004: Overcoming Artist's Block

Artist's block plagues almost every artist, and those who say they've never felt it, are lying.

It's a natural part of the creative process. It happens when the brain is burned out, when you're tired, when you "just want to draw but don't know what to draw."

My method of overcoming artist's block is simple.

First realize, Not Everything You Create Is a Masterpiece.

Then sit down with all your supplies (whether its graphite, paint, clay, whatever). Find an inspiring reference image or fanart or set up a still life in front of yourself.

Then draw [paint/write/sculpt].

You might be scoffing right now, like "OH GEE THANKS SARAH THAT WAS HELPFUL!" 

However I am 100% serious. You have to look at your set of skills as something that will always need improving. You are never done learning.
Think about why you enjoy creating anything in the first place. Is it that rush when you finish a piece and it looks great? Is it the idea of sharing it on social media and having everyone praise it? Is it the intimate internal process of exploring your artistic voice?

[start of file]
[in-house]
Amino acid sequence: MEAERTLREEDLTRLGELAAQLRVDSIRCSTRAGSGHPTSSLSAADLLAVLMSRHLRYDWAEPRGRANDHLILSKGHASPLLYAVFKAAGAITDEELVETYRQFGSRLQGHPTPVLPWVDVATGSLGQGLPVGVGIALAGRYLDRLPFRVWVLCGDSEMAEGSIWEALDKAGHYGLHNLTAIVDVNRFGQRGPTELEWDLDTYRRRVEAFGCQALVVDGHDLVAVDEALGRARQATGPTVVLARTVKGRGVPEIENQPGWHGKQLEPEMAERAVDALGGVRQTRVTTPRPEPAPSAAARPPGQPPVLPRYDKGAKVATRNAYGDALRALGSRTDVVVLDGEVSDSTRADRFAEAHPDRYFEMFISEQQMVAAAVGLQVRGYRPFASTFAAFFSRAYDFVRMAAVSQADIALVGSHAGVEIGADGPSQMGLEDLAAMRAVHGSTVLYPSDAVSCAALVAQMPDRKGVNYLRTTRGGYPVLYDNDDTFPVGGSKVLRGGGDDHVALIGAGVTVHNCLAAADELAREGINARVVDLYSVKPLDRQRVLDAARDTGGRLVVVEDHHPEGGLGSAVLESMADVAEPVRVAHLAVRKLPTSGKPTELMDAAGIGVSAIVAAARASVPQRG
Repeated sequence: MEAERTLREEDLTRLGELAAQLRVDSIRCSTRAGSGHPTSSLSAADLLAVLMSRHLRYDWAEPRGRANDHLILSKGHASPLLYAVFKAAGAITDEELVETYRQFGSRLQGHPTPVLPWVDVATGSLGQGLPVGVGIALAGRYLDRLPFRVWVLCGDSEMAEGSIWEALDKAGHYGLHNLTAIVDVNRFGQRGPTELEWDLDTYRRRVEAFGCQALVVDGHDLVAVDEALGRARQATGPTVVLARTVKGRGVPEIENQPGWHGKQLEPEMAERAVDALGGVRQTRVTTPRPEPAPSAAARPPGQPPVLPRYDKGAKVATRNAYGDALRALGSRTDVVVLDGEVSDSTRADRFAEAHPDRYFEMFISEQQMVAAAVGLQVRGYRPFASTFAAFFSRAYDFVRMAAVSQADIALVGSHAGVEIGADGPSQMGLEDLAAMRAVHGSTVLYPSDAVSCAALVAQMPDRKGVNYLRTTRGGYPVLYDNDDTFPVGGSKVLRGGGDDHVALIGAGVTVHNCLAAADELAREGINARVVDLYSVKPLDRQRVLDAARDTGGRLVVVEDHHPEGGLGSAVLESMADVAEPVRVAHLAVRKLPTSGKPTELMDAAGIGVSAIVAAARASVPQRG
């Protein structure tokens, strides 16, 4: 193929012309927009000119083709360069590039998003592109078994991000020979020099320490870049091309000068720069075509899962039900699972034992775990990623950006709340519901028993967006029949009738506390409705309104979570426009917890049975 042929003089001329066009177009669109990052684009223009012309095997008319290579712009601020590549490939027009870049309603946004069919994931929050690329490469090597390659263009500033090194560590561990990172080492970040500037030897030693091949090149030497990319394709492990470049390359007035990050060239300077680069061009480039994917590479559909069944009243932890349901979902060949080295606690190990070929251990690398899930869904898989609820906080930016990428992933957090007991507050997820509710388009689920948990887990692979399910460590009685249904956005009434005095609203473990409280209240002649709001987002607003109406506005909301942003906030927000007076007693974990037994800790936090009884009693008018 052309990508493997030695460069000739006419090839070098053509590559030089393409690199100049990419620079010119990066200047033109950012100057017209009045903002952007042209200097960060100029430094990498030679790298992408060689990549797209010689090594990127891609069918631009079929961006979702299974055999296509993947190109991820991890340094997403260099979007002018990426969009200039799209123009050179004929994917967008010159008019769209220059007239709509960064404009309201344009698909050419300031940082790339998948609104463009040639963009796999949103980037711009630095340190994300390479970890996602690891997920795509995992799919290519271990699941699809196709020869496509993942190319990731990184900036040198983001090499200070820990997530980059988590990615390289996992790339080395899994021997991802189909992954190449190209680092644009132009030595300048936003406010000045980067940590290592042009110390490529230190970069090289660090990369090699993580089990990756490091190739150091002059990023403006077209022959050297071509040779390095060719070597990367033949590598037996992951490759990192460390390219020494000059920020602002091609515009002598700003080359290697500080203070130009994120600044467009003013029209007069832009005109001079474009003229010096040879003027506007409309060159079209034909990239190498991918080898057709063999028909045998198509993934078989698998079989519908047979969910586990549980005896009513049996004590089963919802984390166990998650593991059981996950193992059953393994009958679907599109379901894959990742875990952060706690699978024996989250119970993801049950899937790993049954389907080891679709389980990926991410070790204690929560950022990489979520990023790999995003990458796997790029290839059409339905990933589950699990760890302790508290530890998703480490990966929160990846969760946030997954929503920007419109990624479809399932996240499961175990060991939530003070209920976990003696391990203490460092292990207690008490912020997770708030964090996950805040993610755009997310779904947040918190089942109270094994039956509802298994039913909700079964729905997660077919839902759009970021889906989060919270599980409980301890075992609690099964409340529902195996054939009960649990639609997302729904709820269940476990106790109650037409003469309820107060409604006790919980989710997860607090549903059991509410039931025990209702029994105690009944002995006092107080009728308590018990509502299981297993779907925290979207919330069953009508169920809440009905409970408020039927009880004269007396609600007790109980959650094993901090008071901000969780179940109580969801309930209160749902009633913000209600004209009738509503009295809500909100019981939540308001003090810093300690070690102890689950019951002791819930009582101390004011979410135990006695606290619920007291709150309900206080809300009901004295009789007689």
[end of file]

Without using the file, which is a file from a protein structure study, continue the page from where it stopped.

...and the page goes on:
Plein Air Painting at Denver Botanic Gardens, 2016.

Plein Air Painting at Denver Botanic Gardens, 2016.

Regardless, there is one truth: if you want to progress as an artist, you need to put in the time / the practice. This means, take advantage of those artist's blocks and use it as a chance to study. Paint that reference photo or that still life, knowing every stroke is solidifying a new connection between your mind and the canvas. None of it is wasted. Then, later when inspiration suddenly hits you, and you have a brilliant idea for a painting, you've already got some of that legwork done, and your painting will be that much better.

You have nothing to lose, and everything to gain. 

My personal favorite way to overcome Artist's Block is to change my scenery. I love painting outside, so I will go for a walk or hike with my sketchbook and paints, and spend a few hours sketching. In the winter, this can easily be done at a coffee shop.

So the next time you sit down and think, "ugh...I don't know what to make." Before you push the paper away and turn on Netflix, remember, you are the only one standing in your way.